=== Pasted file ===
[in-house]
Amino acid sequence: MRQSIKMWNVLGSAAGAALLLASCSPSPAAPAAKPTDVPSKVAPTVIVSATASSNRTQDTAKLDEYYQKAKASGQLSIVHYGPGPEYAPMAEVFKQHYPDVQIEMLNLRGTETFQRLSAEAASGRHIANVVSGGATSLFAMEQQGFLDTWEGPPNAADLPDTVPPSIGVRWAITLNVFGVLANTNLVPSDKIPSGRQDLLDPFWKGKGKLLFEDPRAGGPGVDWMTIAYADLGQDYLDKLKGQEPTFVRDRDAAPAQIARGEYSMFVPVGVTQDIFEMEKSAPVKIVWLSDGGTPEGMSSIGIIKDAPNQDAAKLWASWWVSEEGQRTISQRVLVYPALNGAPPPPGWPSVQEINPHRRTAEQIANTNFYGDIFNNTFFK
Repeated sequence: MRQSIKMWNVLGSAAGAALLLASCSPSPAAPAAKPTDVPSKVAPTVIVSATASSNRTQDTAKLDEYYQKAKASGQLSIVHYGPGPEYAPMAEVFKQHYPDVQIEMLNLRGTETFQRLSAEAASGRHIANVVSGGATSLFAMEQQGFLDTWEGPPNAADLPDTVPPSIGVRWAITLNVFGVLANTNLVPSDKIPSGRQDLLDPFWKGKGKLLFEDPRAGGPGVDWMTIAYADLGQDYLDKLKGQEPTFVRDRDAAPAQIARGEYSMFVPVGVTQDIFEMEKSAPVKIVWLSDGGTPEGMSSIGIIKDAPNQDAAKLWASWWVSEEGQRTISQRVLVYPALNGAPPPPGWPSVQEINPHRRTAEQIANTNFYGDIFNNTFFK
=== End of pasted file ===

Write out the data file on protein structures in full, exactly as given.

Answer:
[in-house]
Amino acid sequence: MRQSIKMWNVLGSAAGAALLLASCSPSPAAPAAKPTDVPSKVAPTVIVSATASSNRTQDTAKLDEYYQKAKASGQLSIVHYGPGPEYAPMAEVFKQHYPDVQIEMLNLRGTETFQRLSAEAASGRHIANVVSGGATSLFAMEQQGFLDTWEGPPNAADLPDTVPPSIGVRWAITLNVFGVLANTNLVPSDKIPSGRQDLLDPFWKGKGKLLFEDPRAGGPGVDWMTIAYADLGQDYLDKLKGQEPTFVRDRDAAPAQIARGEYSMFVPVGVTQDIFEMEKSAPVKIVWLSDGGTPEGMSSIGIIKDAPNQDAAKLWASWWVSEEGQRTISQRVLVYPALNGAPPPPGWPSVQEINPHRRTAEQIANTNFYGDIFNNTFFK
Repeated sequence: MRQSIKMWNVLGSAAGAALLLASCSPSPAAPAAKPTDVPSKVAPTVIVSATASSNRTQDTAKLDEYYQKAKASGQLSIVHYGPGPEYAPMAEVFKQHYPDVQIEMLNLRGTETFQRLSAEAASGRHIANVVSGGATSLFAMEQQGFLDTWEGPPNAADLPDTVPPSIGVRWAITLNVFGVLANTNLVPSDKIPSGRQDLLDPFWKGKGKLLFEDPRAGGPGVDWMTIAYADLGQDYLDKLKGQEPTFVRDRDAAPAQIARGEYSMFVPVGVTQDIFEMEKSAPVKIVWLSDGGTPEGMSSIGIIKDAPNQDAAKLWASWWVSEEGQRTISQRVLVYPALNGAPPPPGWPSVQEINPHRRTAEQIANTNFYGDIFNNTFFK